Coleman No. 527

Discussion in 'Military' started by SMolson, Apr 17, 2013.

  1. SMolson

    SMolson Subscriber

    Offline
    Joined:
    Feb 24, 2009
    Messages:
    1,048
    A Coleman Military Burner Model No. 527. This is another stove that I inherited from Grandfather, 15 years ago. The story I heard was that he purchased this new in 1945, from Montreal QC, at a military surplus store. When I obtained it she showed little if any use, although the box had been opened.

    1366171986-IMG_2977_527_opt.jpg

    It came with a military-green canvas pouch (unopened) of spare parts, a folding aluminum pot stand, key/multitool on chain, a small metal cylinder holding 2 spare vaporizers wrapped in cardboard and a paper Handbook (user manual) all packed into a wax-covered box (wax for environmental/water protection).

    Canvas pouch with parts:
    1366172003-IMG_2978_Pouch_opt.jpg

    2 sets of tie strings on the backside of it:
    1366172008-IMG_2979_string_opt.jpg

    The cardboard packing box wrapped in cheese-cloth soaked wax (covering the box's labeling stickers)
    1366172020-IMG_2981_waxed_box_opt.jpg

    Cloth Seam:
    1366172026-IMG_2982_seam_opt.jpg

    Handbook (I'll post the book in the reference library). Number 12-43 printed on the front page, lower left perhaps indicative of the year (1943?)
    1366172037-IMG_2985_instructions_opt.jpg

    Model No. 527 parts list (part of Handbook):
    1366172044-IMG_2986_parts_opt.jpg

    Fuel tank with operating instructions, spindle/multitool on chain afixed to fold-out stove support. The cut-out in the tool is used to tighten/unscrew the fuel cap:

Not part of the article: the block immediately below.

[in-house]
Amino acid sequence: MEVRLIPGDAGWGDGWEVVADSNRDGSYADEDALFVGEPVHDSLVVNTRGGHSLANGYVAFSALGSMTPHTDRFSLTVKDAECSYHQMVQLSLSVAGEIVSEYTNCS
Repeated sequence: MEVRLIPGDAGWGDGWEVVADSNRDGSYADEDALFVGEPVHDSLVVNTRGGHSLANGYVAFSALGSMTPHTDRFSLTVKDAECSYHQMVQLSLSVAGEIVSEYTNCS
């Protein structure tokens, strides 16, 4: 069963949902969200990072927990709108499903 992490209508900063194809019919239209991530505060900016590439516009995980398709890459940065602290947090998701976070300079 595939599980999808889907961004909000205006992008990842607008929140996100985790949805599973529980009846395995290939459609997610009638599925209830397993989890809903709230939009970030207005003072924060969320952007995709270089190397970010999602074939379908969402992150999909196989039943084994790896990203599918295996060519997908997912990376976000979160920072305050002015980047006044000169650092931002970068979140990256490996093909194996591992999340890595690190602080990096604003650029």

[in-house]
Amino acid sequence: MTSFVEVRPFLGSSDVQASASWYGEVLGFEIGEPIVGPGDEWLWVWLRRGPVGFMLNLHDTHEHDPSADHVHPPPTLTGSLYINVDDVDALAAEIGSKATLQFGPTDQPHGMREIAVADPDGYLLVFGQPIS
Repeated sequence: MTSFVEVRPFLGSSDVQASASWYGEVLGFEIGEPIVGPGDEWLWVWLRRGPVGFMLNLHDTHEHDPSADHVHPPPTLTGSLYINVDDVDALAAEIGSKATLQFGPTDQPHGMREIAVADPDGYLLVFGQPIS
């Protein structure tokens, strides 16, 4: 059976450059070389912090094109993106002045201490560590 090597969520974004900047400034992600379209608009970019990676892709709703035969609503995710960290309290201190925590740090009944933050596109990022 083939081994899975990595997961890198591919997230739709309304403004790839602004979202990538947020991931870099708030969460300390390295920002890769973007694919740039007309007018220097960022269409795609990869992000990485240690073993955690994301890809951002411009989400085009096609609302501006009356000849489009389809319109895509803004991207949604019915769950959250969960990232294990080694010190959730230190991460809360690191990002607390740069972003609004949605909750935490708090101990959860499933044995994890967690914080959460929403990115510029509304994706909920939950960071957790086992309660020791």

1366172053-IMG_2983_coleman_instructions_opt.jpg

    Single small burner bell/burner plate (can be unscrewed to access jet):
    1366172062-IMG_2984_burner_opt.jpg

    Spare vaporizers/jet stored in cylinder under fuel tank, pump side. No rubber gasket on cap.
    1366172072-IMG_3011_spares_opt.jpg

    Burner bell, fuel control valve stem, tip cleaner lever (all fully operational). COLEMAN on molding.
    1366172089-IMG_2989_burner_opt.jpg

    Pump and fuel cap. Fuel cap with no rubber washer, just metal threads. Pump uses leather pump cup, different NRV system, standard Primus/Optimus style NRV removal tools will not work on this. No leaks in the pump chamber so had no need to access the valve.
    1366172190-IMG_2991_Pump_opt.jpg

    Stove and pot support in folded position.
    1366172102-IMG_2988_side_view_opt.jpg

    Pat No on opposite side of COLEMAN.
    1366172112-IMG_3014_opt.jpg

    Stove primed (with spirit) and running (coleman fuel). I didn't bother cooking up anything on it, not the most convenient stove for food prep.
    1366172122-IMG_3026_lit_opt.jpg

    Flame shot patterns at night:
    1366172130-IMG_0470_flame_opt.jpg

    1/16th of a second.
    1366172136-IMG_0462_flame_pattern_opt.jpg